Nine Inch Nails, Add Violence
[Null Corporation/Capitol Records]
These times were made for Nine Inch Nails. Trent Reznor’s 30-year-old industrial project thrives in darkness, so much so that dread practically qualifies as Reznor’s longest-running collaborator at this point. Had he not already made a concept album about the United States devolving into a theocratic autocracy—2007’s Year Zero—now would be the perfect time for it. (In fact, Year Zero’s “art is resistance” posters could go up on the streets today without anyone being the wiser.)
Current events have long influenced Reznor, though his personal demons shaped most of Nine Inch Nails’ work during its first decade. To address the tenor of the moment, Reznor and collaborator Atticus Ross plan to release a trilogy of EPs. The first, Not The Actual Events, arrived in mid-December, but quickly receded into the background. What connects it with the new Add Violence remains mysterious: “The narrative arc of linking the three records begins to emerge through the disassociated lyrics and provocative and clue-filled cover artwork,” say the press materials. It’s not just the front cover; the back cover reveals even more of an unnamed machine with its various knobs and switches set to, as one button notes, “amplify chaos.”
For all of the inscrutable hints about the album’s message—a nod to Year Zero’s multimedia mythology—the songs themselves follow what fans have come to expect from Reznor and Ross, who’s been heavily involved with Nine Inch Nails for a dozen years. Lead single and opening track “Less Than” is the best of the EP’s five songs and compiles numerous NIN sonic signifiers into its pop-ideal 3:30 running time. The spiky synth that opens the song would’ve fit on Pretty Hate Machine or with early ’80s Skinny Puppy, and the huge, polished chorus and expert layering of sonic elements nicely distill what Reznor (and Ross) does so well.
They also write good scores, as shown by the Oscar they won for The Social Network and the appropriately chilly score of The Girl With The Dragon Tattoo. Unfortunately, that informs some of Add Violence’s less intriguing moments: “This Isn’t The Place” goes two and a half minutes with only atmospheric synthesizers, light percussion, and some wordless vocalizations from Reznor. EP-closing “The Background World” clocks in at 11:44, but the song shifts at the four-minute mark to follow a musical progression that repeats for eight minutes, slowly growing more distorted as it goes. Before the switch, the song simmers with synth-laden gloom, Reznor painting an apocalyptic picture that offers no hope of something better on the other side: “I know what’s coming / I feel it reaching through / There is no moving past / There is no better place / There is no future point in time / We will not get away.” The drawn-out coda doesn’t add much.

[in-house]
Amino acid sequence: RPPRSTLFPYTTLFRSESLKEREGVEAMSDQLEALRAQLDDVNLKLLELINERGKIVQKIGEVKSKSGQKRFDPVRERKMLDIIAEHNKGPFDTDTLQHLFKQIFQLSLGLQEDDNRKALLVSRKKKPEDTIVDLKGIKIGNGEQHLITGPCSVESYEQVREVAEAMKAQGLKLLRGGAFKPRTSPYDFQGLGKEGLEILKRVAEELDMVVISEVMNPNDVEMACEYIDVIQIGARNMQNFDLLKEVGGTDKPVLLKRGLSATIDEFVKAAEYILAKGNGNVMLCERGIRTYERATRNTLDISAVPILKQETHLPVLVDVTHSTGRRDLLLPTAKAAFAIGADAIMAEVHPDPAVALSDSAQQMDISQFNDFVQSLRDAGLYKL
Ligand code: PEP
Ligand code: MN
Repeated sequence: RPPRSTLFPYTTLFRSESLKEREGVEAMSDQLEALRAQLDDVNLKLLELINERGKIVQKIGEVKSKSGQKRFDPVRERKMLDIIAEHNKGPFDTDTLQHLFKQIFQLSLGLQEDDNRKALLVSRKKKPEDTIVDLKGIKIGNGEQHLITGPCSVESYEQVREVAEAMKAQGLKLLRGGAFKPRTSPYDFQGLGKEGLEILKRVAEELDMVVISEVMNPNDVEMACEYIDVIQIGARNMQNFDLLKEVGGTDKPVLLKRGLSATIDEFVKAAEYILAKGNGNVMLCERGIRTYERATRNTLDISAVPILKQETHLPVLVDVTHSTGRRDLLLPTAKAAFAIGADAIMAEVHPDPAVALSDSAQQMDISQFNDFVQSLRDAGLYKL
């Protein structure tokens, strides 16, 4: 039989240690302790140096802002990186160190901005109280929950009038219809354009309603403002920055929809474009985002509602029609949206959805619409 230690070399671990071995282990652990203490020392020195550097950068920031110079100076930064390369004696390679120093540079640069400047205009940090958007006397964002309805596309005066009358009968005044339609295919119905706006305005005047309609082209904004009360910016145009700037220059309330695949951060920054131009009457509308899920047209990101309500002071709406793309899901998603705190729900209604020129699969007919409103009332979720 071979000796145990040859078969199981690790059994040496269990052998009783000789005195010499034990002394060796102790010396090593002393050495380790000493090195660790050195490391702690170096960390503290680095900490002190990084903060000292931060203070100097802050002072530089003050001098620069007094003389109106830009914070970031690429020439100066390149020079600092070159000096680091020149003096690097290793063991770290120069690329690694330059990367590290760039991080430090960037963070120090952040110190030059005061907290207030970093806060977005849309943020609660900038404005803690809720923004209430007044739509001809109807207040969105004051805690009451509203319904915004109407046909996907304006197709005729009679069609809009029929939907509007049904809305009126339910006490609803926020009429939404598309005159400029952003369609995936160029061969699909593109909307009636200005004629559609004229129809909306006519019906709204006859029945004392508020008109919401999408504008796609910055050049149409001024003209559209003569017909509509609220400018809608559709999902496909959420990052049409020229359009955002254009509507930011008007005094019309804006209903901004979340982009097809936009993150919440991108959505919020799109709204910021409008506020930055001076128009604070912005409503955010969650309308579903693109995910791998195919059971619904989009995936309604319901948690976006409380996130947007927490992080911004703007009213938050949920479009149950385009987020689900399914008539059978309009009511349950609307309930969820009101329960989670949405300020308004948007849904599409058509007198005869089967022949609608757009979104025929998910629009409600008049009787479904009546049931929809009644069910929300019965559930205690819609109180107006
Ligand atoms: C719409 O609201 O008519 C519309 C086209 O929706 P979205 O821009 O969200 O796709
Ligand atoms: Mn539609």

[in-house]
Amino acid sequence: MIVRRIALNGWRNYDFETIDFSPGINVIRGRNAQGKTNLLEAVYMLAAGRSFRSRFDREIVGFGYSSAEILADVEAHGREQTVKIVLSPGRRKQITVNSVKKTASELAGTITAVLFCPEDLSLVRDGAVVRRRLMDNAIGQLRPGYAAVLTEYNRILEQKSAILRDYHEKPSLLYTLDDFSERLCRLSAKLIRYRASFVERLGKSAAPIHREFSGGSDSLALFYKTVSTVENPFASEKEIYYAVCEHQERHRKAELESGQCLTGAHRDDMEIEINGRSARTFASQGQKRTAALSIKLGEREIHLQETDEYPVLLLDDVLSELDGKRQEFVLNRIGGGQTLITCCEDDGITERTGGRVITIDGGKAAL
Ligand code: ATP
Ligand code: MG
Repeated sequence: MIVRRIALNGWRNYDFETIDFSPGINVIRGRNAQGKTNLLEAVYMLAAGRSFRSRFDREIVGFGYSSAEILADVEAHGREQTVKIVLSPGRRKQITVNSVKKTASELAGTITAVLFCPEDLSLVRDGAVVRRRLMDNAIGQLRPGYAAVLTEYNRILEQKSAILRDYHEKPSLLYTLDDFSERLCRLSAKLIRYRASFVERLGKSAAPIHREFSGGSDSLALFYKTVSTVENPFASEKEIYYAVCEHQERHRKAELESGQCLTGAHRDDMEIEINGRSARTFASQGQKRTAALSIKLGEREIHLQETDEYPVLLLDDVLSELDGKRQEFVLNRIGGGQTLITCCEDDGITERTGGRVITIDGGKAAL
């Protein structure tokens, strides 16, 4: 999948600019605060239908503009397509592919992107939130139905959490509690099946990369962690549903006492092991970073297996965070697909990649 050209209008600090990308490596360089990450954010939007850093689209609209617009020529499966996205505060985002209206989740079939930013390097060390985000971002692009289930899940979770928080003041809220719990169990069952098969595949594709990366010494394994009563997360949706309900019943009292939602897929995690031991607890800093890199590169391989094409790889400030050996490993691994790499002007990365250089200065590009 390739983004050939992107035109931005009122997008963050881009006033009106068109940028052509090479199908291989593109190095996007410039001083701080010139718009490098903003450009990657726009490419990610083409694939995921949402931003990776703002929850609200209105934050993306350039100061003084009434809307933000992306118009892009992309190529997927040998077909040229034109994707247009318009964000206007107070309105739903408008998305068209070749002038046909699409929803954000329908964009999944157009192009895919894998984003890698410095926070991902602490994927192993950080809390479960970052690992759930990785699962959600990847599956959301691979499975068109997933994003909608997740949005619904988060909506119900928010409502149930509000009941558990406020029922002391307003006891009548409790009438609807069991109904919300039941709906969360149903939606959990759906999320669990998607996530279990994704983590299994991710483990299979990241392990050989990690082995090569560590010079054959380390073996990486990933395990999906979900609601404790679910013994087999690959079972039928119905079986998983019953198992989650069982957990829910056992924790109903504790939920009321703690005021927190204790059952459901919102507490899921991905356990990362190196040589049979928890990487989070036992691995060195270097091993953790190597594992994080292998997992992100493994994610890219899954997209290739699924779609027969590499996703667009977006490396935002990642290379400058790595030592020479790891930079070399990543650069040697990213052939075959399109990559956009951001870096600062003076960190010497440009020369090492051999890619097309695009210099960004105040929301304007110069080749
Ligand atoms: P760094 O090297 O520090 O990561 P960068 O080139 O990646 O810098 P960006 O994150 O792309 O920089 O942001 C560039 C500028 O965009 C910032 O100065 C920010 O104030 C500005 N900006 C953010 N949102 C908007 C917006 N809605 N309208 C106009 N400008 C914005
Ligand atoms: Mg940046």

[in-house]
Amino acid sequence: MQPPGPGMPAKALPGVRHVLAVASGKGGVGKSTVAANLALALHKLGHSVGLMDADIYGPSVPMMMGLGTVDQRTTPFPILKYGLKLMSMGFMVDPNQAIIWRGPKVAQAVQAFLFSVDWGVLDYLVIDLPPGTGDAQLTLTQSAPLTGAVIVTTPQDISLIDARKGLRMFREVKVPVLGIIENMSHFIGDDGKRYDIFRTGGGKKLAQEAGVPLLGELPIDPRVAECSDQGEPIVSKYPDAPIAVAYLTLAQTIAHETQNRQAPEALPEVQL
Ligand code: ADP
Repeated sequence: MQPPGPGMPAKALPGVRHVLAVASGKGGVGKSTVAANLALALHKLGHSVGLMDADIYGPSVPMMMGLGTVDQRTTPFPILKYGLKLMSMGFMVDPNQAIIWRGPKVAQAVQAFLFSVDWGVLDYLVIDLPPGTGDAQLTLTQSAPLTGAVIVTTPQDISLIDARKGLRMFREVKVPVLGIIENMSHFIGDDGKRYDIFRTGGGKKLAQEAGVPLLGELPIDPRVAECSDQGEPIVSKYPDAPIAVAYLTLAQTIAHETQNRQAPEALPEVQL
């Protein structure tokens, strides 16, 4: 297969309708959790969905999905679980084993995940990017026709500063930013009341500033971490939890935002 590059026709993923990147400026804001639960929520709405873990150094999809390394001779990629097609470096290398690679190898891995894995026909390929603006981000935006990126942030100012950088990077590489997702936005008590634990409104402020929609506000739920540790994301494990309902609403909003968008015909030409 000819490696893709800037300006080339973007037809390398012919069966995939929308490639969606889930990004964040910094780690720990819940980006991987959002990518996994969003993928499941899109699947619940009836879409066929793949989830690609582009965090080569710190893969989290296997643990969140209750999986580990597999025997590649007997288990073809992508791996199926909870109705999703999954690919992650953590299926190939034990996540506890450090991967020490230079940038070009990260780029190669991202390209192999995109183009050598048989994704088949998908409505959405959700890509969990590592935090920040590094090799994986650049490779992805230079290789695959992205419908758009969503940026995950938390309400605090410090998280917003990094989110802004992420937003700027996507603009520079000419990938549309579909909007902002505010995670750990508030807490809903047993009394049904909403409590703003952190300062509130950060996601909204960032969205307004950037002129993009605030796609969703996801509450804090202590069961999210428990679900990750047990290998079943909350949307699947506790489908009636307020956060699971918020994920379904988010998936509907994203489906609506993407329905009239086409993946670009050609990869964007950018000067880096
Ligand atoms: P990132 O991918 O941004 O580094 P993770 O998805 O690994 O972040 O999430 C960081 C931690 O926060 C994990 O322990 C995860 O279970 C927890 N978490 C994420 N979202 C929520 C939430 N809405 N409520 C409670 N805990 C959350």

Nothing on last year’s Not The Actual Events approached the grabbiness of “Less Than,” but that EP distributed its charms more evenly than Add Violence, which never tops its leadoff track. The intensity drops right away for a more atmospheric feel with “The Lovers,” anchored by Reznor’s whispered talk-singing, and “This Isn’t The Place,” whose opening minutes would’ve fit in The Girl With The Dragon Tattoo. It’s not until “Not Anymore” that the intensity ratchets back up, but it barely lasts three minutes before abruptly jumping into the slow simmer of “The Background World.”
Reznor and Ross are master craftsmen of mood and texture, and no one can match Reznor’s skill for translating industrial’s jagged sounds into radio-ready hooks. He has always gone his own way, making for mixed results. Add Violence is a surprising amalgam of what has preceded it in the NIN discography—for better and worse.
Cornelius, Mellow Waves
Listening to Cornelius’ 1997 breakout, Fantasma, which received a deluxe rerelease last year, is like taking a portal back to the late glory days of alt-rock. At the time, music from Beck, The Beastie Boys, Cibo Matto, Björk, Daft Punk, Cornershop, Dimitri From Paris, and so many others promised a post-genre globalist utopia in which exotic sounds freely intermingled. On Fantasma, the camera glides through a retro space station where tropicália sips a martini alongside East Coast boom-bap, with a punk band playing blissed-out indie rock nearby. This was an era when the internet existed but MP3s didn’t, so firsthand music knowledge was finite. A $13.99 shrink-wrapped CD could serve as a portal to another dimension, and Cornelius, following the Shibuya-Kei trend, promised it would be wonderful and retro and cool.
In the 20 years since, he’s released a grand total of three records: 2001’s Point, which pulled sounds from the natural world for a more low-key, organic affair; 2006’s spacey jazz explorer Sensuous; and now the brand-new Mellow Waves. Across them, he has charted a path toward ever-more-pleasant vistas, a trend that reaches an almost unctuous apotheosis on Waves opener “If You’re Here,” a song that climaxes with an ASMR shimmer of light guitar-pluck arpeggios that could make you pass out if listened to at a high enough altitude. It sets a fitting tone for an album that melts into the listener’s ears. Older records juxtaposed this headphone friendliness with noisy freak-outs and air-quotes punk tracks, but, a few decades on, Cornelius isn’t out to prove anything anymore. “Dear Future Person” slowly etches out an angelic, aching hook, and “Surfing On Mind Wave Pt 2” explores a purer ambient expression of wistful beauty. If you’re waiting for something to happen, don’t; the back half floats by like a cloud on an overcast day, all acoustic guitars and bedside whispers. Cornelius may not be the second coming of Brian Wilson, as the press proclaimed back on Fantasma’s release, but he’s a sonic curator and composer of rare gifts. Don’t let the lightness of Mellow Waves fool you; its pleasures are substantive and lingering.